Jinnah Institute arranged lecture of Indian journalist on Indo-Pak peace

The costs of abandoning a constructive Indo-Pak dialogue are perilously high – this was the ringing assertion from Mr. Raj Chengappa, award-winning Indian journalist and current Editor-in-Chief of India’s Tribune Group of Newspapers, who was discussing the neighbouring countries’ bilateral relations at the Jinnah Institute on Thursday.

Jinnah-InstituteAddressing guests at the fifth round of Jinnah Institute’s Distinguished Speaker Series (DSS) held in Islamabad and attended by a large audience of former ambassadors and intellectuals, Mr. Chengappa argued that both India and Pakistan had become enveloped in their own narratives, and that it was high-time that these were changed. Discussing the similarities between the two countries, Mr. Chengappa pointed out that both Pakistan and India enjoyed massive youth bulges, exploding middle-classes and sizeable markets. He added that the collective needs of both South Asian countries were such that their economies now required 10 percent growth rates, and that nothing less would suffice: “Such growth is not possible without peace,” he insisted. The established Indian editor also said he firmly disagreed with those who argued that there should be no dialogue with Pakistan until progress was made in the Mumbai trials.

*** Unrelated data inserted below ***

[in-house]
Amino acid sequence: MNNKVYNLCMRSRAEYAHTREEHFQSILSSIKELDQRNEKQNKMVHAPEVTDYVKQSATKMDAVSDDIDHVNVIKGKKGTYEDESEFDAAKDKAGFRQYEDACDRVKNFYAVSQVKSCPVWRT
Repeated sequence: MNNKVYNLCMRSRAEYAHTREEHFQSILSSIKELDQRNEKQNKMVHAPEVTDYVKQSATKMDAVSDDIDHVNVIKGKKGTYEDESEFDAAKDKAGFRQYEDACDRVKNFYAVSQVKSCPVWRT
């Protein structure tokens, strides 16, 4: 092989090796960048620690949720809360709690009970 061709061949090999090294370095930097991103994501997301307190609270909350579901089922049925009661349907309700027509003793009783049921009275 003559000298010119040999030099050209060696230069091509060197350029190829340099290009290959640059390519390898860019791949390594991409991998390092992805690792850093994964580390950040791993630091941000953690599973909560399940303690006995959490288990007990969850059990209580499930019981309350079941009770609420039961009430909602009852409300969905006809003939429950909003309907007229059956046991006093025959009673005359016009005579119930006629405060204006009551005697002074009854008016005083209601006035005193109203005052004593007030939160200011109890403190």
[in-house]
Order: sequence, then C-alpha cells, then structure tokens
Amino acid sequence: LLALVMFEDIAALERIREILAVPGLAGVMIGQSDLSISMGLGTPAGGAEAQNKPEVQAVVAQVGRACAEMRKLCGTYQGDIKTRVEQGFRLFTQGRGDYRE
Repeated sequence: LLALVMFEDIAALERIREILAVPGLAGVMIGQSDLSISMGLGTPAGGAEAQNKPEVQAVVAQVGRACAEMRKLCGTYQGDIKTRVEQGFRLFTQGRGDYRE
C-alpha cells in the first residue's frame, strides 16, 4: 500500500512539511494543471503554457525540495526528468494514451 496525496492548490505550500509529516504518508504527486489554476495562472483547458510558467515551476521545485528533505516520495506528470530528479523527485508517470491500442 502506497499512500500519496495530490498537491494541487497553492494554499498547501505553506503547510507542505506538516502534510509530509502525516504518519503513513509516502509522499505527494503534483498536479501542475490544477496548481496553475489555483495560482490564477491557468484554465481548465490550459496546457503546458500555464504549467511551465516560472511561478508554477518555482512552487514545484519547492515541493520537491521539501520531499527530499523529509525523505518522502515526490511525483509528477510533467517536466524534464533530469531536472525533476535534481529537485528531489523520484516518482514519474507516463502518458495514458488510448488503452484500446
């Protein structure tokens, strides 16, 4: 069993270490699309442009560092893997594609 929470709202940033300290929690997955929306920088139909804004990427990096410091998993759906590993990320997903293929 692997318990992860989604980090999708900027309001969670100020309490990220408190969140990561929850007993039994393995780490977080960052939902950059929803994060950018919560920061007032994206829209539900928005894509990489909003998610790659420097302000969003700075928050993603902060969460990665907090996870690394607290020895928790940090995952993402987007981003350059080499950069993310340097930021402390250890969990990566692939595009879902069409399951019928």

The Distinguished Speaker Series is a core part of Jinnah Institute’s Indo-Pak track II diplomacy initiative. In the past the DSS initiative has greatly facilitated and enabled the exchange of high profile public speakers including parliamentarians, academics and policy experts between the two neighbouring countries. It is aimed at fostering greater mutual understanding of bilateral issues and increasing public participation through people-to-people contacts. Thursday’s lecture organized by the Jinnah Institute and entitled, “Indo-Pak Relations: New Beginnings, Old Endings?” saw the Indian journalist speak at length about his experience interacting with officials from both sides, and his own views on the potential for constructive engagement between the two countries. Mr Chengappa has also formerly served as Managing Editor for India Today, and is the noted author of the best-selling book on India’s nuclear programme titled, “Weapons of Peace: The Secret Story of India’s quest to be a Nuclear Power.”

Commending Pakistan’s transition to democracy, he opined that Prime Minister Nawaz Sharif seemed more assured, and expressed his confidence in the new PML-N government’s ability to confront the country’s many domestic challenges. While recounting the chequered trajectory of Indo-Pak relations, Mr. Chengappa identified the various dips and escalations witnessed by the two countries, but was quick to add that he remained optimistic about future prospects for peace: “India and Pakistan have moved from fighting, to talking about fighting, to fighting about talking. However, it’s not as if progress has not been made. I see the glass as half full.”

The lecture was finally followed by a questions and answers session with members from the audience.

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